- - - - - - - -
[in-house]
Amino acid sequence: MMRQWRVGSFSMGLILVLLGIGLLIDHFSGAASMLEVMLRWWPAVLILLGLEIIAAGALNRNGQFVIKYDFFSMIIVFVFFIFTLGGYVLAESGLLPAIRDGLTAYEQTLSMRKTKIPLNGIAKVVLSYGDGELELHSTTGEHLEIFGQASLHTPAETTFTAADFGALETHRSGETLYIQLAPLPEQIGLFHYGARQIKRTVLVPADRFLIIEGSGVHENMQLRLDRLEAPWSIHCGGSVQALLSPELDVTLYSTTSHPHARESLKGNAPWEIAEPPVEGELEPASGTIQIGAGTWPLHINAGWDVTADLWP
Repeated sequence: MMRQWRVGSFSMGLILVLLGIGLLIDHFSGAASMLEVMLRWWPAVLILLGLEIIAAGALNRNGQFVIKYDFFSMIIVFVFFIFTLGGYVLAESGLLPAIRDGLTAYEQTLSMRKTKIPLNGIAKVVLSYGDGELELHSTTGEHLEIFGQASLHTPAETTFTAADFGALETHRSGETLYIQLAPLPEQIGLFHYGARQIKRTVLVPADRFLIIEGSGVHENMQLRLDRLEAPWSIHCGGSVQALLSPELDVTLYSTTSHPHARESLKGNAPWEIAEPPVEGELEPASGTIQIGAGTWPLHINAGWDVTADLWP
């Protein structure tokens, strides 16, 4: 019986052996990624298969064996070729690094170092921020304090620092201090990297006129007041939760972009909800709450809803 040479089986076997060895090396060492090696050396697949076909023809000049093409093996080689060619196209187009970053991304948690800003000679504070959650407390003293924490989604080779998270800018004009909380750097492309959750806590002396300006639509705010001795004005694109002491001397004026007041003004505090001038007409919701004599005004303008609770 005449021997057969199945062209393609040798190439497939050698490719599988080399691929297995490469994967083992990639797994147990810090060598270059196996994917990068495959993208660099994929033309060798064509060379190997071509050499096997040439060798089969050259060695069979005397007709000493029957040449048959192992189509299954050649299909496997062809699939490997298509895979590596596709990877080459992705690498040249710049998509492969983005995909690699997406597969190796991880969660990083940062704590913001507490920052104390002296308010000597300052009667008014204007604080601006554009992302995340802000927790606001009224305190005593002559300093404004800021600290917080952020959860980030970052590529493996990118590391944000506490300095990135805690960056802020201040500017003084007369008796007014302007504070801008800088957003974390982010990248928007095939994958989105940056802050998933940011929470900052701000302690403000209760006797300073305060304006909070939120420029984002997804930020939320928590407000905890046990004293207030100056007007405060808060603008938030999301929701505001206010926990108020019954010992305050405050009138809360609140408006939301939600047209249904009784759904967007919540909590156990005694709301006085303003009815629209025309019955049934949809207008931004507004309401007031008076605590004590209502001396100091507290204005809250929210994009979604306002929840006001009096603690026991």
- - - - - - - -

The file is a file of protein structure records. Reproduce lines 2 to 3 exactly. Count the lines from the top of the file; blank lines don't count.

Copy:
Amino acid sequence: MMRQWRVGSFSMGLILVLLGIGLLIDHFSGAASMLEVMLRWWPAVLILLGLEIIAAGALNRNGQFVIKYDFFSMIIVFVFFIFTLGGYVLAESGLLPAIRDGLTAYEQTLSMRKTKIPLNGIAKVVLSYGDGELELHSTTGEHLEIFGQASLHTPAETTFTAADFGALETHRSGETLYIQLAPLPEQIGLFHYGARQIKRTVLVPADRFLIIEGSGVHENMQLRLDRLEAPWSIHCGGSVQALLSPELDVTLYSTTSHPHARESLKGNAPWEIAEPPVEGELEPASGTIQIGAGTWPLHINAGWDVTADLWP
Repeated sequence: MMRQWRVGSFSMGLILVLLGIGLLIDHFSGAASMLEVMLRWWPAVLILLGLEIIAAGALNRNGQFVIKYDFFSMIIVFVFFIFTLGGYVLAESGLLPAIRDGLTAYEQTLSMRKTKIPLNGIAKVVLSYGDGELELHSTTGEHLEIFGQASLHTPAETTFTAADFGALETHRSGETLYIQLAPLPEQIGLFHYGARQIKRTVLVPADRFLIIEGSGVHENMQLRLDRLEAPWSIHCGGSVQALLSPELDVTLYSTTSHPHARESLKGNAPWEIAEPPVEGELEPASGTIQIGAGTWPLHINAGWDVTADLWP